In the basement of Babel Studios is a beautifully decorated and cozy room filed with cushions and wall fabric resembling the inside of a tent. In this ambitious work by Immercity, the eight strong cast greets each audience member (all six of us) individually and takes us to various activities such as a game of card, poetry writing or attend an interview to join the circus. That is a good start with involving and convincing interaction which sets up the atmosphere of the show. Unfortunately, what follows is less successful.
The first act of the evening is Feast which retells a few of the Arabian Nights tales. A short prelude with Flori The Clown is some audience participatory fun. Then the main action is performed by three actors while the others sit around to fill up the space. The acting is competent with good performances from Emily Hodgson and Mei Mac though the story within a story layering structure is confusing, especially with the actors playing multiple and sometimes cross gender roles. The question is why the rest of the cast cannot fill in. Even at an hour, it still feels overlong with a somewhat languishing pace.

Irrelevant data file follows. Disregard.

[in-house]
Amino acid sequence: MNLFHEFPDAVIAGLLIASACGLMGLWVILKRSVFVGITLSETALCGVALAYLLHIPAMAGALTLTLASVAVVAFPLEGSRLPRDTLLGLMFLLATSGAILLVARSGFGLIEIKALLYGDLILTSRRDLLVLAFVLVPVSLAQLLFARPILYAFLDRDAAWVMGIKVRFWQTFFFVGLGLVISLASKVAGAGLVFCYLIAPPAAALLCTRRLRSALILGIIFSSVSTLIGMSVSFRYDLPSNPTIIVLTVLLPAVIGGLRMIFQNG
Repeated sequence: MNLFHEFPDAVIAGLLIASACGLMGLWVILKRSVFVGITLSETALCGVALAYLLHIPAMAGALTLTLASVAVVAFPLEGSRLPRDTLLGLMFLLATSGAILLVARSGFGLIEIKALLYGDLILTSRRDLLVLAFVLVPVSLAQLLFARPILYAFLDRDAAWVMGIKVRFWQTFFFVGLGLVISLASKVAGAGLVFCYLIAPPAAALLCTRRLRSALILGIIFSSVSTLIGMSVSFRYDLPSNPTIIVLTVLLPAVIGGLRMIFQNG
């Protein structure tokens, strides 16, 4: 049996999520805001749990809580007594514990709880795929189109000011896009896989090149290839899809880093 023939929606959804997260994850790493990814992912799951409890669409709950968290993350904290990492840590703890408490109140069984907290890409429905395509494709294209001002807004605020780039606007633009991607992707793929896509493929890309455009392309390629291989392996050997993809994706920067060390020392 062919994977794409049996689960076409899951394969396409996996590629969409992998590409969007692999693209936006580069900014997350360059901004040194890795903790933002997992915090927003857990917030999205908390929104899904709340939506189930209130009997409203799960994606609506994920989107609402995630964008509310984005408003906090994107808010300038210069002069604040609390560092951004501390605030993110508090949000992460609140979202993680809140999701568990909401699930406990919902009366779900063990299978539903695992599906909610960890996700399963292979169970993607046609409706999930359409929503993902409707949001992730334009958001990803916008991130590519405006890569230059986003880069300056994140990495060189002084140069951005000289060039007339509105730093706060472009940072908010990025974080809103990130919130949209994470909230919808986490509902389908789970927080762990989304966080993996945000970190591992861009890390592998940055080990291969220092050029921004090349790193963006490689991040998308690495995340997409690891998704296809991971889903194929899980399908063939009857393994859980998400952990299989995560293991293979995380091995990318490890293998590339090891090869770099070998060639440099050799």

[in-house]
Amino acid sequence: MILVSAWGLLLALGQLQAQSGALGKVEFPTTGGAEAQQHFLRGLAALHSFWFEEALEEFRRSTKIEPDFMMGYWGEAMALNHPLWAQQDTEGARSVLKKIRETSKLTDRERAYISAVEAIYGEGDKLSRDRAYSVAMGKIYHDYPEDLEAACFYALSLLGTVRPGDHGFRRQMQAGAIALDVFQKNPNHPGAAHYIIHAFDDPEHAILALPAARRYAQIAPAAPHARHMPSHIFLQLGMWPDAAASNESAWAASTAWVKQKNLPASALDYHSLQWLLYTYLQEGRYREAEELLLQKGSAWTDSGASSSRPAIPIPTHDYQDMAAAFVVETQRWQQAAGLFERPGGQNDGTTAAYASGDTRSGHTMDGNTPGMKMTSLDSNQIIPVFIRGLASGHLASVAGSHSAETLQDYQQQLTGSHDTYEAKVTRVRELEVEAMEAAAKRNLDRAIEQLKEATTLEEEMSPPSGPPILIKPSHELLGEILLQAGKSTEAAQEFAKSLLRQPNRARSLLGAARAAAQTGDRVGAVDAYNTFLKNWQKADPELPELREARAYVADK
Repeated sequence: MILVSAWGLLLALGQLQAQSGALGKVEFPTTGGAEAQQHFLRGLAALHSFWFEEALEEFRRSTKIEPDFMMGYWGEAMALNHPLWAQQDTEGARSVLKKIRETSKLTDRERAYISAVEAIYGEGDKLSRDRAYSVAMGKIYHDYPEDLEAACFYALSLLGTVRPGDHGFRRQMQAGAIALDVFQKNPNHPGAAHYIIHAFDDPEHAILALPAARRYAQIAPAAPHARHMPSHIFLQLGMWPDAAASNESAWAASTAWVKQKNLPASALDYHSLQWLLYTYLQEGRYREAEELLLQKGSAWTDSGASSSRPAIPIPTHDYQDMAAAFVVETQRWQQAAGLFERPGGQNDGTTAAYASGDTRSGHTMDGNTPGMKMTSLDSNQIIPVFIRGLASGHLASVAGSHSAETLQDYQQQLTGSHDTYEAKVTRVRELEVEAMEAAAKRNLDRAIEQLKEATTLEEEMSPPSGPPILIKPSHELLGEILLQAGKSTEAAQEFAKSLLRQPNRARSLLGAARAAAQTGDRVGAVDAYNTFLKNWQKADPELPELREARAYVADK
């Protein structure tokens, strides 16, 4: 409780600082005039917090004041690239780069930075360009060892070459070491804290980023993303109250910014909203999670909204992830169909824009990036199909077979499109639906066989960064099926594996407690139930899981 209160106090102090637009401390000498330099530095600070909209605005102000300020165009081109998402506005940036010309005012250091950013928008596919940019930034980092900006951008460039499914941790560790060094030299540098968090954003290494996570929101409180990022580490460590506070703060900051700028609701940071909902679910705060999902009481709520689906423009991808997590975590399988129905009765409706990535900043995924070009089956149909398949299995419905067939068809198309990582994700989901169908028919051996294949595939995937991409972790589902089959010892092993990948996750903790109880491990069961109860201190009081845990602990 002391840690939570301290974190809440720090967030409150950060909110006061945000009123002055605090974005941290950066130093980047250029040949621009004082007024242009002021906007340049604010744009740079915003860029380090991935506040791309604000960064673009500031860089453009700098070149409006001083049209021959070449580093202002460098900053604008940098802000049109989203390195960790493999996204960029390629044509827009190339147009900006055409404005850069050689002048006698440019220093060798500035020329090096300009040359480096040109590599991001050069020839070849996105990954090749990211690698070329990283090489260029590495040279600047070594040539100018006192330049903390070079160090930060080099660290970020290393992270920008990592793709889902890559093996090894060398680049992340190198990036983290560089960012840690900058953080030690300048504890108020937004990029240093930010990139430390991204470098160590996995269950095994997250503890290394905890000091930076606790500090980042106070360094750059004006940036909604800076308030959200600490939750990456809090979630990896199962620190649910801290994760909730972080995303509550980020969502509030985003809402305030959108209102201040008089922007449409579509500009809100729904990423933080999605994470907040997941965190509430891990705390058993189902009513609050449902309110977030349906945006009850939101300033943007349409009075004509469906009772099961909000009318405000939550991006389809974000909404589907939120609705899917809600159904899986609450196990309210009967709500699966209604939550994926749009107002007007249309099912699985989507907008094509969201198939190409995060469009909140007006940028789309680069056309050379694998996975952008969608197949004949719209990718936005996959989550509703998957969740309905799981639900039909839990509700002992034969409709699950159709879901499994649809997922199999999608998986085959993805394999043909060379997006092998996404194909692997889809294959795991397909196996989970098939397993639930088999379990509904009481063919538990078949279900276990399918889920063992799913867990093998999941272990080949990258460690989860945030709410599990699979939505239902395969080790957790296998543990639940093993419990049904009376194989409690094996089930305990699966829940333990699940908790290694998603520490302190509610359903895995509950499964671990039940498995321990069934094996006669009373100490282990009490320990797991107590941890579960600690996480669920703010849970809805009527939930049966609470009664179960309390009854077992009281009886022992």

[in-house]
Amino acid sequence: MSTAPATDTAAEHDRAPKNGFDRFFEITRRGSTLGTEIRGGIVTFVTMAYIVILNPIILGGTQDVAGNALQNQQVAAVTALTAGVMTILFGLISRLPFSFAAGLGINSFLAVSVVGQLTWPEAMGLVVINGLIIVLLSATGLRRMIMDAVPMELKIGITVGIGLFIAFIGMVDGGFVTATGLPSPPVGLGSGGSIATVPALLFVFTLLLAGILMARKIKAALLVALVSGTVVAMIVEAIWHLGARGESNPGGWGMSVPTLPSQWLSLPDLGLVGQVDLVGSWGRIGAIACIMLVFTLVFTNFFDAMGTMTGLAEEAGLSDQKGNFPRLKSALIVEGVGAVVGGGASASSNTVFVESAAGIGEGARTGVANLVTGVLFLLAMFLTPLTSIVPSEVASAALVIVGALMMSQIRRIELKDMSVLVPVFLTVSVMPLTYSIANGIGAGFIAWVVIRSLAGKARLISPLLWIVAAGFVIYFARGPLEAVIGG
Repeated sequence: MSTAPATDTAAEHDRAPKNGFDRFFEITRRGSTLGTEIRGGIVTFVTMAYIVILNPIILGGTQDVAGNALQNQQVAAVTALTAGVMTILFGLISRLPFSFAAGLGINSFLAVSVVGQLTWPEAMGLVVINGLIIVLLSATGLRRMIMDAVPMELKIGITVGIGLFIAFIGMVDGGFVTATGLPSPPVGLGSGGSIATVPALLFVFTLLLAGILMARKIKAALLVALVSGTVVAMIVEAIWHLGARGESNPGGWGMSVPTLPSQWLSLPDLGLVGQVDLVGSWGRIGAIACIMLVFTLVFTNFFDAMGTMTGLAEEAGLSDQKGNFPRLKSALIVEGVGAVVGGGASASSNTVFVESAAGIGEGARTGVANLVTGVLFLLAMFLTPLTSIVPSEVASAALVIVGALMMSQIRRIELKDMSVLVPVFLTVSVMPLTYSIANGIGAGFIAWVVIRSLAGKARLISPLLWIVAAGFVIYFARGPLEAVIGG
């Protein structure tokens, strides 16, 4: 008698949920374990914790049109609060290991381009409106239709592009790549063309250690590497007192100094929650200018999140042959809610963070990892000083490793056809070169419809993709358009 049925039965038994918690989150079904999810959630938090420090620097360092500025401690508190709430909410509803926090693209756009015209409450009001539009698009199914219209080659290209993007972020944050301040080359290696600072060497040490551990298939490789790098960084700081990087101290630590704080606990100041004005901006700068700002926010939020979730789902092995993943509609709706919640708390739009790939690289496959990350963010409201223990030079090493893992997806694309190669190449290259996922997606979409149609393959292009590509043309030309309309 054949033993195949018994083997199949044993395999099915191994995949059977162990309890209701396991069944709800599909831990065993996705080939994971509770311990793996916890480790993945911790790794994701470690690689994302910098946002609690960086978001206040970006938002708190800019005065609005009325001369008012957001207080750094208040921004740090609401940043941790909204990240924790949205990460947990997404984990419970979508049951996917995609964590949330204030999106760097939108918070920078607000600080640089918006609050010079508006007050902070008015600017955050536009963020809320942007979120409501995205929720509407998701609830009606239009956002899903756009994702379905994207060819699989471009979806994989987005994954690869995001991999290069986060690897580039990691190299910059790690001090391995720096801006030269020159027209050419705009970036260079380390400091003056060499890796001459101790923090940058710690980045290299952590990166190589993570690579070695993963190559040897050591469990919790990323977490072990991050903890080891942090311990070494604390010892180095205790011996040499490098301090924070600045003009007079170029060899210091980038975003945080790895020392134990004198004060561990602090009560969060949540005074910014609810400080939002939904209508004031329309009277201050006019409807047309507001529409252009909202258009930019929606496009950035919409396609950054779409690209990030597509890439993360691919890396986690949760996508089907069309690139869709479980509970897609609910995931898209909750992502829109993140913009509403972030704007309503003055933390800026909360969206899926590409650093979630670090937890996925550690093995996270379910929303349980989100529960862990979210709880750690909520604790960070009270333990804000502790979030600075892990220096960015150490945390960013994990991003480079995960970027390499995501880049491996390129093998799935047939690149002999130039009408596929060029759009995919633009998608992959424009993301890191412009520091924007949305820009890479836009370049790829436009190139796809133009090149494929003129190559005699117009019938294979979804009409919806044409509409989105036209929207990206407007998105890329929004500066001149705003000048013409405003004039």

The Second part Parade is even slower, at times grinding to a halt. Inspired by izanagi and izanami, it tells the story of a man having lost his wife and goes in search of her while being advised against it by a dubious advisor. It is a relatively straight forward story and yet it manages to stretch itself to a full hour. While there are some variety and dynamism in Feast, this melodrama attempts to be atmospheric and dark only managing to send people to sleep. A good trimming and shortening will be much appreciated.
A mixed evening and some rather direct and awkward stewarding by the director Rosanna Mallinson herself during the transition makes us feel less like audience members but more like we are paid employee. There are good elements to build on but there is much to improve.